But Shin Tae-yong’s primary focus wasn’t to play to his own team’s strengths, it was to firstly neutralize their opponent’s game to an extent (by making both forwards track back more than they’ve ever tracked back) and then offer nothing else when the neutralizing didn’t quite work out. If Shin is indeed the Korean Mourinho, as one Tavern writer remarked during a post-game chat, he is the kind of Mourinho just before he gets sacked. Too full of himself, too negative. TD
Japan – Colombia 1:2 (mark 7/10)
The Samurai Blue make history as Asia succeeds over South America for the first time.
Japan signed off the Round One matches in historic style on Tuesday, claiming Asia’s first ever World Cup victory against South American opposition, beating Colombia 2-1 in Saransk. While the ultimate success was spurred on by an early red card and penalty, the mental strength to come through in the second half was a key step to ensure the Samurai Blue one of their finest victories in their history.
The comparison between this side and the one that capitulated so noticeably in Brazil was staggering. As they headed into the break level after Juan Quintero’s expertly placed freekick, flashbacks of the Ivory Coast opener in 2014 went through many people’s heads, and we all know how that came to an anticlimactic conclusion. Instead Japan were invigorated, confident and clear of their way forward, something that needs to credited at the door of new coach Akira Nishino.
I admit, I have been one of the detractors against the late firing of Vahid Halilhodzic, and particular to Nishino’s initial squad and lineup selections, but in Saransk the experienced coach showed his expertise perfectly. Japan were in disarray going into the break, they hadn’t controlled nearly as much as you’d have thought they should have with a man’s advantage, Colombia in fact regularly found players in space despite their reduced numbers. It might seem obvious, but the team needed it pointing out to them that they had that extra man!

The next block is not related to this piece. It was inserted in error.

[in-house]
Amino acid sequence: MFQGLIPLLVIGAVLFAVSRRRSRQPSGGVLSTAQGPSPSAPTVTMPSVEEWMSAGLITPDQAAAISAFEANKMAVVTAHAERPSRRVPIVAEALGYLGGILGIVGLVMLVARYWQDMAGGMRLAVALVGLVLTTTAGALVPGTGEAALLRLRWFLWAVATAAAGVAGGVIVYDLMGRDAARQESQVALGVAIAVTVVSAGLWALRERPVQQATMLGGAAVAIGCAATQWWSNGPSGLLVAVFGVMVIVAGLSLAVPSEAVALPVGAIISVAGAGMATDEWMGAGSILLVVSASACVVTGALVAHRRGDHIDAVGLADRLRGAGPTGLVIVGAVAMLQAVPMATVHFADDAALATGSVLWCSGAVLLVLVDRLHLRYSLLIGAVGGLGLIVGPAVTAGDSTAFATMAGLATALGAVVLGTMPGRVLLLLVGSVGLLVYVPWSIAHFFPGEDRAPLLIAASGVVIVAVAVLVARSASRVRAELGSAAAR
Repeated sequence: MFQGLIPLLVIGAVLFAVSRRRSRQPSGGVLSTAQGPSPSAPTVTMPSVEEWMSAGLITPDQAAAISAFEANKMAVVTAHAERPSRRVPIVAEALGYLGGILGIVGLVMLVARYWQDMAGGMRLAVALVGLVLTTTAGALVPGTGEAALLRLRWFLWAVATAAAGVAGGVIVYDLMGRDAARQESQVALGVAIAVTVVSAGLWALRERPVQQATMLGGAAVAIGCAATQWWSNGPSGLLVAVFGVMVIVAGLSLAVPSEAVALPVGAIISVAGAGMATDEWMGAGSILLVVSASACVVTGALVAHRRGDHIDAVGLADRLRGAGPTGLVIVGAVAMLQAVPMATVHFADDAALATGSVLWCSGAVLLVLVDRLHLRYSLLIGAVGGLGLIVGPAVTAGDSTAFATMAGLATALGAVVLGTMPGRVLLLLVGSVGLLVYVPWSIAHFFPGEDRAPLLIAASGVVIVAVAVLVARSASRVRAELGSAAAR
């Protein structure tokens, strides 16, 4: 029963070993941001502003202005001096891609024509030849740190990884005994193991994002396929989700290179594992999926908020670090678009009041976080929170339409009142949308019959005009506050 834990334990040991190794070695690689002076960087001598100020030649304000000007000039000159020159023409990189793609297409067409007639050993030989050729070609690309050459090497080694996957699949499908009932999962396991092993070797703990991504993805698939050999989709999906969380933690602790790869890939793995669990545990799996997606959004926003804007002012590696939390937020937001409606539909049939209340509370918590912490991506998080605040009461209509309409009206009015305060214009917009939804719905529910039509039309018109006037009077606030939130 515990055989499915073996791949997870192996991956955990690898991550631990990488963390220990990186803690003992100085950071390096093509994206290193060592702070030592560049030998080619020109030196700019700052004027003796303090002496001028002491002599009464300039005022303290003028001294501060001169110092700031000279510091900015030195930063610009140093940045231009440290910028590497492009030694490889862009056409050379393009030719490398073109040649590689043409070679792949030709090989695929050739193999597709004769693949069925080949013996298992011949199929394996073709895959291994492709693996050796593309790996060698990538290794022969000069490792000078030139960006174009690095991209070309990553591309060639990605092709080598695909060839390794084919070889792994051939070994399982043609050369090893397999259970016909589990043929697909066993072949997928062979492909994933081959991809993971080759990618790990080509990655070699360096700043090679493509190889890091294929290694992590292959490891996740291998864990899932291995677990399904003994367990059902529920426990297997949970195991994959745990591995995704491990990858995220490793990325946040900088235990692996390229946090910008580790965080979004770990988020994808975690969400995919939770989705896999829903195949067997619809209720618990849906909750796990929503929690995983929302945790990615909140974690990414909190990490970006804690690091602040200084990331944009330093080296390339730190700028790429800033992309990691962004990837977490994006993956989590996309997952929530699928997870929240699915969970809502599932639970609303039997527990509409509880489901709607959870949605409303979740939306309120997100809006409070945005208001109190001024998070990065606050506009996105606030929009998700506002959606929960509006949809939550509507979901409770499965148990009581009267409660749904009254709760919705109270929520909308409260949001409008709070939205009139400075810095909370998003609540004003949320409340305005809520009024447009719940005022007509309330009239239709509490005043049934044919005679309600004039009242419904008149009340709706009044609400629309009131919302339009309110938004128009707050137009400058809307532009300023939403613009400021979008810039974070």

Using the width of both full backs Hiroki Sakai and Yuya Nagatomo early was the initial sign of an urgent change. Nishino had clearly asked his side to stretch Colombia. That with quick transition and isolating the likes of Takashi Inui against the fullback, the South Americans were slowly being worn down. For once we saw a professional managing of the game, a sense of proactiveness when general Japan play has been focussed on counter measures.
Individually, Gaku Shibasaki, brought in for Hotaru Yamaguchi in centre midfield, controlled play, fortunate that he didn’t have to deal with either Quintero or substitute James Rodriguez on a regular basis, but drove the side’s build up from deep in the second half. Yuya Osako also needs special commendation, his winning goal aside, he continually illustrated his physical attributes against a world class defender in the making in Davinson Sanchez, regularly beating the Tottenham defender in personal duals, initially to force the penalty and later as he forced a good save from David Ospina.
While we may be on a heady high at present, the fact this was done against 10-men, (a sending off to Colombia’s key defensive anchor also), means progress is still required if they are to make it to the knockout stages. The ongoing question around who’s best suited to play in behind Osako still persists, as neither of their talismen of old Shinji Kagawa and Keisuke Honda suitably excelled. There is also the ongoing frustration of Eiji Kawashima starting ahead of his widely accepted successor in waiting Kosuke Nakamura, the former again at fault for Colombia’s equaliser.
For now however, we’ll attribute the praise where needed, and dare to hope that this is the start of something more under Nishino. ML